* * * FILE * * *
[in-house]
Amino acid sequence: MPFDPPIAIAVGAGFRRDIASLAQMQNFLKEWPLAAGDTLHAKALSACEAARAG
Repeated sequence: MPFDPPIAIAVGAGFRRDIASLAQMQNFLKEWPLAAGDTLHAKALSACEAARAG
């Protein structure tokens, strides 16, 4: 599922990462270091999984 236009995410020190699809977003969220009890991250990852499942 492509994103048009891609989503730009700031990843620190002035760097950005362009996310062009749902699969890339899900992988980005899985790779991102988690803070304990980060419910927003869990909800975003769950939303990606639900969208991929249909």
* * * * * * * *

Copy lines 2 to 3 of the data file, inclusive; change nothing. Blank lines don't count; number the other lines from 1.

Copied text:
Amino acid sequence: MPFDPPIAIAVGAGFRRDIASLAQMQNFLKEWPLAAGDTLHAKALSACEAARAG
Repeated sequence: MPFDPPIAIAVGAGFRRDIASLAQMQNFLKEWPLAAGDTLHAKALSACEAARAG